220.127.116.11.3. Aesthetic, spiritual, and recreational values
People throughout the world have a special relationship with their landscape;
many indigenous communities sustain themselves physically and spiritually on
forestlands. Depending on specific societal attitudes and the type of forest
concerned, forests may be regarded as a desirable amenity, "unnatural," or undesirable.
These perceptions must be considered when planning ARD activities.
Stewardship describes the responsibility of humans who have been entrusted
with the management of all creation to take care of it. In India and several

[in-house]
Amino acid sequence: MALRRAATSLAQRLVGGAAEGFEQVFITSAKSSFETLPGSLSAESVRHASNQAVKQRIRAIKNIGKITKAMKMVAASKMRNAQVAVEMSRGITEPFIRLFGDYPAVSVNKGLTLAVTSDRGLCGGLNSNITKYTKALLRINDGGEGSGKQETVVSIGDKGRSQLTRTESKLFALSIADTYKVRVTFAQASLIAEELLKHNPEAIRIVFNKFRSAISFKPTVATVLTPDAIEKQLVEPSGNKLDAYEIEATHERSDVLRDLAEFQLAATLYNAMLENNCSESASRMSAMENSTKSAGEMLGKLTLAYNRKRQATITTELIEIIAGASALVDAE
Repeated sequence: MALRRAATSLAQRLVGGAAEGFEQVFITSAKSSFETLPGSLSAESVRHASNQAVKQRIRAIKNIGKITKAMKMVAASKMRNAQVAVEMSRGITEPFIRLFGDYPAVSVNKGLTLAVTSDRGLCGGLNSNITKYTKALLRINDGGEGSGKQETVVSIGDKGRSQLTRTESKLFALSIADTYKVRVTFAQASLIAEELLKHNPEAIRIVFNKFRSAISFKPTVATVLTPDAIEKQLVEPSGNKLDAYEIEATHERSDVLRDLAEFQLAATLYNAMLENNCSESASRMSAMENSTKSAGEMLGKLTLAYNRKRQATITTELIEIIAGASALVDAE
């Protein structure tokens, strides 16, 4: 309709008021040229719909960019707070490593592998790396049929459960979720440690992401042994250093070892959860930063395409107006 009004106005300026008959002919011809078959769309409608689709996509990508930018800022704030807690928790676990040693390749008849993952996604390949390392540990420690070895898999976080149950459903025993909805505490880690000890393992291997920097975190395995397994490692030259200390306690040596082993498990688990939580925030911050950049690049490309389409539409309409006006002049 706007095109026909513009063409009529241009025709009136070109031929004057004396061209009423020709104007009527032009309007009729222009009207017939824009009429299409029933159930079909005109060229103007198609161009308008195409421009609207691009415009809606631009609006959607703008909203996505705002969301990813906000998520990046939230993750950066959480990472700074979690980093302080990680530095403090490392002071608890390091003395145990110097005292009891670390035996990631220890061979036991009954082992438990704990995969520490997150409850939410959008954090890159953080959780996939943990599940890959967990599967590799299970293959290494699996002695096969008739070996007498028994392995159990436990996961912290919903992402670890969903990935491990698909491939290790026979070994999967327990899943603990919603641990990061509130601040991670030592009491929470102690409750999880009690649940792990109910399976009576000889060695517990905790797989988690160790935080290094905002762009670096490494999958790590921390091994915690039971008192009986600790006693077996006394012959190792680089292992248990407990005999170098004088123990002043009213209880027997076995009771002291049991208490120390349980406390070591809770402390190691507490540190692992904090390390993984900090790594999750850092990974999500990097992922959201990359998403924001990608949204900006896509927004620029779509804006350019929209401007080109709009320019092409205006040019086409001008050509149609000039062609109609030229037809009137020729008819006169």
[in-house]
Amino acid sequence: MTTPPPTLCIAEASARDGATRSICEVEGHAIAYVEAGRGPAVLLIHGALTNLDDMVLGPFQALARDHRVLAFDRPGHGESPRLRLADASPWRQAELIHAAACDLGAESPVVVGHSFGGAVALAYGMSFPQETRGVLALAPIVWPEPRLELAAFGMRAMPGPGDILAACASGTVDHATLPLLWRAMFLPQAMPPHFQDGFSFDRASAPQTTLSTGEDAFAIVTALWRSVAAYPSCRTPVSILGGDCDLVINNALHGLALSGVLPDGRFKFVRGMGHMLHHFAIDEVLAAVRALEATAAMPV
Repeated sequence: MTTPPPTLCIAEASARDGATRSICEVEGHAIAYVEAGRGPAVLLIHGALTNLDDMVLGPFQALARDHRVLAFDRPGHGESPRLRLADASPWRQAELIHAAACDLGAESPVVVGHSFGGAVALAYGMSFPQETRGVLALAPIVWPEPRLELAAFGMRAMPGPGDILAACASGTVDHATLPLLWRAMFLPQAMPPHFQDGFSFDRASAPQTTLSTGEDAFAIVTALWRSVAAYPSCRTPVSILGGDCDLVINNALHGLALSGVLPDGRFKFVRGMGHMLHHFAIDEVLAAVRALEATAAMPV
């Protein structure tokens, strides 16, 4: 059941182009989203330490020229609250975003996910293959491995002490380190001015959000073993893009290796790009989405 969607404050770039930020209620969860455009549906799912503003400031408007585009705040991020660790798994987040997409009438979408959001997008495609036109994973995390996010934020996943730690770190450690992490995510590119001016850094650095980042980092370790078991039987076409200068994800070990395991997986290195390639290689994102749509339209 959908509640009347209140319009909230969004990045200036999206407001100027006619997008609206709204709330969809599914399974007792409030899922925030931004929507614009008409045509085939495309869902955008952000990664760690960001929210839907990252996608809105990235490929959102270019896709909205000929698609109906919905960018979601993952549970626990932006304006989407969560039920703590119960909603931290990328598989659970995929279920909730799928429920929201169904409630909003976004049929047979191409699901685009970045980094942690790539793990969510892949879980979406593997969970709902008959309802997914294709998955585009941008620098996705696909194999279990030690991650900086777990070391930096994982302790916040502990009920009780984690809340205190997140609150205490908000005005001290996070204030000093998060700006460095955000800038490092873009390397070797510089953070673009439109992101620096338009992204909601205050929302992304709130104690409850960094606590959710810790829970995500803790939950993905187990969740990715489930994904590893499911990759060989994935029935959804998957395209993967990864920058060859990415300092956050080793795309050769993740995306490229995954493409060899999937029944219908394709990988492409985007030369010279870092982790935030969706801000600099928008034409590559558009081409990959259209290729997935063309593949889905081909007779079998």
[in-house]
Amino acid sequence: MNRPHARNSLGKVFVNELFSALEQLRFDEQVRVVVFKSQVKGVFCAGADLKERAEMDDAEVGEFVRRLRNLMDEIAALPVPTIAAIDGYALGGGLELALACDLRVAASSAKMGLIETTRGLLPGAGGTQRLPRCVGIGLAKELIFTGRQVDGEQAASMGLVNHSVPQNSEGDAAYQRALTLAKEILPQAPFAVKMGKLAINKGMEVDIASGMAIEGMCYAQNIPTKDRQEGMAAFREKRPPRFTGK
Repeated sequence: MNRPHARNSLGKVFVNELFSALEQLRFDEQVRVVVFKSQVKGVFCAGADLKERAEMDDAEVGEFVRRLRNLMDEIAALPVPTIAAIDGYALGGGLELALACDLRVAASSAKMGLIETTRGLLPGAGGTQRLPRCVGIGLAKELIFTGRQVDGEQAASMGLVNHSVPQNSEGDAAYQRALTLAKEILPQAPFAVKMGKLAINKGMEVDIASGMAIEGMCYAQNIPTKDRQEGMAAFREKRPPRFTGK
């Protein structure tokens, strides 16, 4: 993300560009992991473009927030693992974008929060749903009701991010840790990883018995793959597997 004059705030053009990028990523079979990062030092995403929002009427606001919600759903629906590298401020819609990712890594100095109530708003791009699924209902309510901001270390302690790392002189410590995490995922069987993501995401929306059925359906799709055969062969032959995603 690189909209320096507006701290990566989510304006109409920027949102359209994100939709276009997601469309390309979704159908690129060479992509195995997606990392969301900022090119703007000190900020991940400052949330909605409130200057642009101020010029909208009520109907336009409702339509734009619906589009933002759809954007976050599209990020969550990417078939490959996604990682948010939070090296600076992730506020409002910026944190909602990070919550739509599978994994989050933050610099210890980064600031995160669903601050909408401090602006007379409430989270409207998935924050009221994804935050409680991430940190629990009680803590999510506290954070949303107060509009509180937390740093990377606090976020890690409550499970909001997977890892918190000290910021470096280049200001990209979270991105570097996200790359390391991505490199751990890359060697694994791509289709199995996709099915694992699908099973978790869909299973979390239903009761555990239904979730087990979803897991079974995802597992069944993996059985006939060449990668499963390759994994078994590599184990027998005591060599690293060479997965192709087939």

other countries, for example, sacred groves have long been identified for preservation-presumably
to meet the need of noncommercial goods and services to human society. By and
large, traditional sanctity has been effective to protect many such groves,
notwithstanding pressures from population growth, urbanization, and industrialization.
The sacred groves in their origin provide a code of conduct and associated restrictions
or regulations through legends that prescribe the relationship of the community
with their surroundings.
The aesthetic values of forests are somewhat more utilitarian when they are
captured through recreational activity. Forests provide a wide range of recreational
opportunities, including hiking, camping, wildlife viewing, and hunting. In
the United States alone, these activities account for more than 4 billion participation
days annually (Cordell et al., 1997). Forest-based recreation and ecotourism
have become significant sources of economic development in developed and developing